the worth of one: teaching our children to value their worth is vital to their mental health

Posted by Liza Long on Jan 18, 2018 5:03:10 PM

AdobeStock_105908125.jpegI’ll never forget the day that my then four-year-old son Eric told me he just wanted to be a zero. “It hurts too much, Mom,” he said, referring to the anguish of sensory overload that sometimes caused him to melt down in public or lash out at his preschool peers. I hugged my little Buzz Lightyear close—Eric loved his hero so much that it was hard for me to talk him into changing out of his Buzz-themed pajamas. What could I do to help my child?

Fortunately, I knew from an early age that my son was not defined by his behaviors. But building self-worth and confidence in a child who experiences mental health challenges is a difficult task.

In 2016, after six years of metaphorical (and sometimes literal) blood, sweat, and tears, I earned my doctorate in the field of Organizational Leadership. I sometimes joke that I did it just so that I could make my children call me “Dr. Mom.” But to my surprise, I learned quite a bit about parenting a child with mental illness in my academic coursework. Leadership, like parenting, is not about the leader—it’s about the people she serves. As parents, I think we have a duty and a privilege to model effective leadership skills for our children. One of the best ways to tell if we’re succeeding is to pay attention to our children’s own sense of self-worth.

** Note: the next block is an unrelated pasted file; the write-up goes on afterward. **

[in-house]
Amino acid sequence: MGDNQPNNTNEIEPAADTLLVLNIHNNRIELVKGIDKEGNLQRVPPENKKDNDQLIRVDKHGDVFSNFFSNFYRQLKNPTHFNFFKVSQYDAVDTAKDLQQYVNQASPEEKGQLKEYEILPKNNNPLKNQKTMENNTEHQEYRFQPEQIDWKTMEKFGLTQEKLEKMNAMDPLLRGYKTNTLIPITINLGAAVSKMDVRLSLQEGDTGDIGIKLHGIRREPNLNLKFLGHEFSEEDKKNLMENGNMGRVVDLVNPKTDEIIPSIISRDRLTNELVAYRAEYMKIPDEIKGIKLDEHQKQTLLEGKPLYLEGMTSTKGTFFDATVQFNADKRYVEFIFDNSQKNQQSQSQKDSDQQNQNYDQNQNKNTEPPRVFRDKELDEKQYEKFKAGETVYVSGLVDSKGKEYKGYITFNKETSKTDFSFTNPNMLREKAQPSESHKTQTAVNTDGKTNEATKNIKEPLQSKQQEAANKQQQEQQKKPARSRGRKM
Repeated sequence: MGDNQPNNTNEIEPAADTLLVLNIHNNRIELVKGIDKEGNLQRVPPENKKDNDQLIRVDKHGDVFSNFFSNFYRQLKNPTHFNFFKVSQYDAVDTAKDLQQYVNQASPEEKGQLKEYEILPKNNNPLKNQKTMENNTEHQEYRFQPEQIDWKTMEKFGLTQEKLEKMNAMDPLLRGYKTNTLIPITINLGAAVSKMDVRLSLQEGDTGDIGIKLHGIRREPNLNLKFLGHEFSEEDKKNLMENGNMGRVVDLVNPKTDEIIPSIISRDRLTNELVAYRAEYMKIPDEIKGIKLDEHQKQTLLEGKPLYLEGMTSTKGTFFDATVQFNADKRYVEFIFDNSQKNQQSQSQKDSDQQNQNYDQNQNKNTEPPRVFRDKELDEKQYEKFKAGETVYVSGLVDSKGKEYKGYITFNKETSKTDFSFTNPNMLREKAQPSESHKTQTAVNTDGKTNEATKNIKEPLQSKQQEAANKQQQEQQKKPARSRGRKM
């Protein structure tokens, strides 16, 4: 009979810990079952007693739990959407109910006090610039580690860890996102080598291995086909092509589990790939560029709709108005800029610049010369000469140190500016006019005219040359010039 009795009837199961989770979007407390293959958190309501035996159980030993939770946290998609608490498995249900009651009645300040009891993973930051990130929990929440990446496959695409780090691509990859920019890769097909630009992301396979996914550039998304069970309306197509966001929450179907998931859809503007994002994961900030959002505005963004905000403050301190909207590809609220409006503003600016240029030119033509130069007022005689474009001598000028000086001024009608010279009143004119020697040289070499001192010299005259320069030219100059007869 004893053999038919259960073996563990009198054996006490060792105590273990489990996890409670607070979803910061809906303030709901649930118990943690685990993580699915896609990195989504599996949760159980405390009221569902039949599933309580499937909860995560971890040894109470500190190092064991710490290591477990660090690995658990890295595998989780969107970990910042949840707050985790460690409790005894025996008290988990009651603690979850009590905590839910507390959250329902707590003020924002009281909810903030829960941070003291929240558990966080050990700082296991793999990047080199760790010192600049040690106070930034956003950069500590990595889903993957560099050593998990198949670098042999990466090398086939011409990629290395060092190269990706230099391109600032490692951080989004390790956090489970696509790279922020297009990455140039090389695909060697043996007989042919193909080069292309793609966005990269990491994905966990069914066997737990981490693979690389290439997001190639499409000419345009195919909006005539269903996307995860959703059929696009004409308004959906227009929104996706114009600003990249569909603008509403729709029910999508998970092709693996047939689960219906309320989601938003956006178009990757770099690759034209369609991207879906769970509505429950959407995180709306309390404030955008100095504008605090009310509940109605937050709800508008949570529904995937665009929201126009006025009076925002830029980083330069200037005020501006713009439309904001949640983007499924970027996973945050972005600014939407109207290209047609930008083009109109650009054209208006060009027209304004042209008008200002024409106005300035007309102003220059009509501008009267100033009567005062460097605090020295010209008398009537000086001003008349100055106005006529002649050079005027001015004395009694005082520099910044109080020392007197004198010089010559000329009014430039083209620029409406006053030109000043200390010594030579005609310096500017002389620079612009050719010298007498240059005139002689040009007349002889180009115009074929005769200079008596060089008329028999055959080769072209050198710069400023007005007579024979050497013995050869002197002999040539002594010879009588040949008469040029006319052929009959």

Self-worth is not something we’re born with; it’s something we have to learn and earn. The process of learning to appreciate ourselves inevitably builds confidence, which in turn lets us take risks, fall, and get back up again, stronger, and more importantly, more compassionate.

This process of building a healthy sense of self-worth is critical to all children’s wellbeing. But let’s not kid ourselves: for children who live with mental illness, self-worth can be much more difficult to achieve. In part, this is because the external labels that other people apply come with automatic stereotypes. Instead of seeing children as the wonderfully complex individuals they are, other parents, teachers, and even doctors who don’t know better run the risk of reducing kids to their labels or behaviors.

Having honest conversations with our children about how adults view their labels is an important first step in promoting our children’s sense of self-worth. We have to train kids to advocate for themselves from an early age, because they will likely need to speak up for themselves their entire lives.

Labels Bring Services and Supports

While labels are undoubtedly hard for both parents and children, labels can also come with needed services and resources. Mental illness can affect your child’s ability to perceive and move through the world. Your child may be bullied or struggle with social interactions. Making sure that you have external supports in place is an important step in helping your child to develop self-worth.